Receptor: chemoreceptors in hypothalamus
Modulator: hypothalamus produces thyroid stimulating hormone inhibiting factor which stimulates the anterior lobe of PG to decrease TSH production and release.
Effector: thyroid gland
Response:thyroid produceses less thyroxine
Feedback, decreased levelsof thyroxine in bloodstream

45

What happens if there is high metabolism/ increased body temperature

Stimulus: increased metabolism/ body temperature

Receptor: thermoreceptors in the skin and hypothalamus as well as chemoreceptors in hypothalamus detect thyroxine levels

Modulator: hypothalamus releases thyroid stimulating hormone inhibiting factor which decreases TSH production in Anterior lobe of pituitary gland affecting the thyroid gland to produce less thyroxine

Effector: somatic cells

Response: decreased metabolism causes decreased protein synthesis and cell respiration

Feedback: reduced metabolism and reduced body temperature (negative)

46

What happens if there is low metabolism/ decreased body temperature

Stimulus: decreased metabolism/ body temperature

Receptor: thermoreceptors in the skin and hypothalamus as well as chemoreceptors in hypothalamus detect thyroxine levels

Modulator: hypothalamus releases thyroid stimulating hormone releasing factor which increases TSH production in Anterior lobe of pituitary gland affecting the thyroid gland to produce more thyroxine

Effector: somatic cells

Response: increased metabolism causes increased protein synthesis and cell respiration

Feedback: increased metabolism and increased body temperature (negative)

47

What is hyperthyroidism?

Overproduction of thyroxine

48

What is hypothyroidism?

Under production of thyroxine

49

Example of hyperthyroidism and hypothyroidism?

Hyper- Graves’ disease: most common type

Hypo- hashimotos: deficiency caused by attack on the thyroid gland by patients immune system

50

Causes and effects of hyperthyroidism?

Cause: caused by an immune system reaction and there seems to be genetic predisposition for the condition

Effect: enlargement of the thyroid, because cells are overstimulated: rapid heartbeat, weight loss, increased appetite, fatigue, sweating and anxiety. In Graves’ disease protruding eyeball

51

Treatment of hyperthyroidism?

- drugs that blocks thyroid glands use of iodine
- surgery to remove some of or all of gland
- drink containing radioactive iodine molecules which are taken up by thyroid cells which kills them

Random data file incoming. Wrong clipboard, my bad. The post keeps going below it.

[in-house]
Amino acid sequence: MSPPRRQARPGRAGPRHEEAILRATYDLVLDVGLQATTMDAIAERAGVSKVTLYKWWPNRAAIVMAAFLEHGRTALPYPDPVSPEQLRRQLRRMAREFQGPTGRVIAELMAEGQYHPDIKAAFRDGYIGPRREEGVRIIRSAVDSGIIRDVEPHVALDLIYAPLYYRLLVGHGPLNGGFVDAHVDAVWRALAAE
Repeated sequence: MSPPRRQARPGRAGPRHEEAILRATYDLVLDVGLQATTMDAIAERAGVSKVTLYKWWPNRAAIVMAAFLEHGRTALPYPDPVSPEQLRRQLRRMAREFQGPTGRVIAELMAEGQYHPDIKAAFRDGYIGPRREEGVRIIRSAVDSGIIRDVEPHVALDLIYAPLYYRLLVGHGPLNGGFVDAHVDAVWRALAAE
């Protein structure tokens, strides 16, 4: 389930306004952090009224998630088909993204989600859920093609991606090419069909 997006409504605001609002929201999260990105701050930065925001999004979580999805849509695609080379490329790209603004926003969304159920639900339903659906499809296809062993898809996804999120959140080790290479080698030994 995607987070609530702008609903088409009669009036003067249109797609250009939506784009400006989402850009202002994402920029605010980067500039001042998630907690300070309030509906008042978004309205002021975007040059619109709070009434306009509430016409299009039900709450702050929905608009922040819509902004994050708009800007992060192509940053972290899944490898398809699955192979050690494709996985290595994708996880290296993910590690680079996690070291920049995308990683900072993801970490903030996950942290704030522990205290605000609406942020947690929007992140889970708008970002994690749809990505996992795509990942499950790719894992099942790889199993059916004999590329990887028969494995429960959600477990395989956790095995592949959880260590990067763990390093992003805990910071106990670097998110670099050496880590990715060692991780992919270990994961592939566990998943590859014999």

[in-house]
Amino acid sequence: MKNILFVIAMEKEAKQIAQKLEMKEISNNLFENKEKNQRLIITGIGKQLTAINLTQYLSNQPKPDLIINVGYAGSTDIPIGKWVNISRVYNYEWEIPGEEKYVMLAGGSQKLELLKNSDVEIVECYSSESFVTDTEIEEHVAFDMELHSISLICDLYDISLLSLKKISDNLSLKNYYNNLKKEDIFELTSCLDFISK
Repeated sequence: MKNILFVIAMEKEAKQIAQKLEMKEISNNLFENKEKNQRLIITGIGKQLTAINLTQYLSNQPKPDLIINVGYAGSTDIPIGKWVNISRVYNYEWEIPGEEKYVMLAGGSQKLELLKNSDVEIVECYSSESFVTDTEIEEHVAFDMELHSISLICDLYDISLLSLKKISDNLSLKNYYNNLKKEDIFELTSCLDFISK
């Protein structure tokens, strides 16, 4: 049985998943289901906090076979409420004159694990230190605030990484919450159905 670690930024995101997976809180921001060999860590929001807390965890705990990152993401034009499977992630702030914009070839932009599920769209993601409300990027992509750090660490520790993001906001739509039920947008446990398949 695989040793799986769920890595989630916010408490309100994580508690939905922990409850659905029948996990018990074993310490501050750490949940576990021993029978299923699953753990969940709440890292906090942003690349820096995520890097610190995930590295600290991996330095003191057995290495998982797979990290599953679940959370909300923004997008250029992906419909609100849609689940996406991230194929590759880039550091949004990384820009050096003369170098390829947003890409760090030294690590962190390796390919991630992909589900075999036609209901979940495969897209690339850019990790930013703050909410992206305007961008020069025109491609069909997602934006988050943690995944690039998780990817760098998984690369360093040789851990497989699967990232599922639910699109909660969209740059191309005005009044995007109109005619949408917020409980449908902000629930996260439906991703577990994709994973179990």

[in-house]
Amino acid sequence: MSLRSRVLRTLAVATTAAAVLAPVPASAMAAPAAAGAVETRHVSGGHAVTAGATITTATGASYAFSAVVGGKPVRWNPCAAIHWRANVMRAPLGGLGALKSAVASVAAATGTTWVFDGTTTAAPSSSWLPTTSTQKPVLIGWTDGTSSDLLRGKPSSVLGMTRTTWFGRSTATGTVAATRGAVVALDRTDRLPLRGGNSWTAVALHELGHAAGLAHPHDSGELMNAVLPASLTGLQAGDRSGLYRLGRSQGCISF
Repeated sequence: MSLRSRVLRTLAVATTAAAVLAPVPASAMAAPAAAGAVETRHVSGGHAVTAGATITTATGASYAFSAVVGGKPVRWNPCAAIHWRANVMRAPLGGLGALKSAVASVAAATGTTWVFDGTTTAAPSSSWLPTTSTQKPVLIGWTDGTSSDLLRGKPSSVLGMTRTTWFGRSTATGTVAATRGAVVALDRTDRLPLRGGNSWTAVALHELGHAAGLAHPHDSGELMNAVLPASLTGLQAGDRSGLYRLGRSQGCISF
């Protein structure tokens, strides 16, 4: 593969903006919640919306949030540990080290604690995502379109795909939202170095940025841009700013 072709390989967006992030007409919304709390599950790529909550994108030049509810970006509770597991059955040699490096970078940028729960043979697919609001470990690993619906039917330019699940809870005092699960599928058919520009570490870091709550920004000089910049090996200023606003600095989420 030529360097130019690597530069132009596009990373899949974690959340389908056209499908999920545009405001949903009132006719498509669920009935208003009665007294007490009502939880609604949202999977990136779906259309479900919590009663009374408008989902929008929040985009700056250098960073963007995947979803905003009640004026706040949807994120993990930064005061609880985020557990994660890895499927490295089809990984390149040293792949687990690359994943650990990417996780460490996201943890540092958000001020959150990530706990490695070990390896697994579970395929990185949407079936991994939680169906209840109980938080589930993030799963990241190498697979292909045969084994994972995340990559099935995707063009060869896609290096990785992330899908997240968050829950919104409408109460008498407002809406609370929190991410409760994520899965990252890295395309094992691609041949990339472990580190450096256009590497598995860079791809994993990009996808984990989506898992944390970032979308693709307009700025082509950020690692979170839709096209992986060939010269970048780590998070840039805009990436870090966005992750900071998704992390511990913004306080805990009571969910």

52

Cause and effect of hypothyroidism?

Cause: problems which thyroid gland or pituitary gland or hypothalamus, lack or iodine in diet, surgery removing gland

Effect: slow heart rate, unexplained weight gain, fatigue or feeling lack of energy, intolerance for cold, swelling of face and goitre

53

Treatment of hypothyroidism?

- inclusion of extra iodine in diet
- thyroxine tablets
- no cure and hormone tablets must be taken for rest of life

54

What happens if there is an autoimmune attack on the thyroid causing over production of thyroxine.

Stimulus: high levels of thyroxine in blood
Receptor: chemoreceptors in hypothalamus
Modulator: hypothalamus produces TSHIF cause my decreased production and release of TSH in pituitary gland
Effector: autoimmune response leads to increase in size of thyroid
Response: thyroid continues to produce thyroxine despite no TSH available
Feedback: thyroxine remains high in blood ( positive)

55

What happens if there is a lack of iodine in diet due to an autoimmune response destroys that thyroid cells or surgery?

Stimulus: low levels of thyroxine
Receptor: chemoreceptors in hypothalamus detect
Modulator: hypothalamus releases TSHRF to pituitary gland causing increase TSH
Effector: thyroid gland is for whatever reason not able to respond
Response: no thyroxine produced
Feedback: low levels of thyroxine (positive)

56

Define thermoregulation?

The regulation of body temperature, the balance of heat gain and heat loss in order to maintain a constant internal body temperature independent of environmental temperature

57

What may the body do if temperature is too high?

-Vasodilation: radiation and convection
-Sweating: evaporation allows increased heat loss
- long term they can be an decrease in metabolic rate= heat loss
- behavioural response

58

What may the body do if temperature is too low?

- vasoconstriction decreases blood flow to skin
- adrenal medulla stimulated to secret adrenaline and noradrenaline
- shivering increases friction and cell respiration
- increased thyroxine production/ metabolism
- behavioural response

59

How is low body temperature regulated through behavioural response?

S: Low temperature
R: thermoreceptor in skin and hypothalamus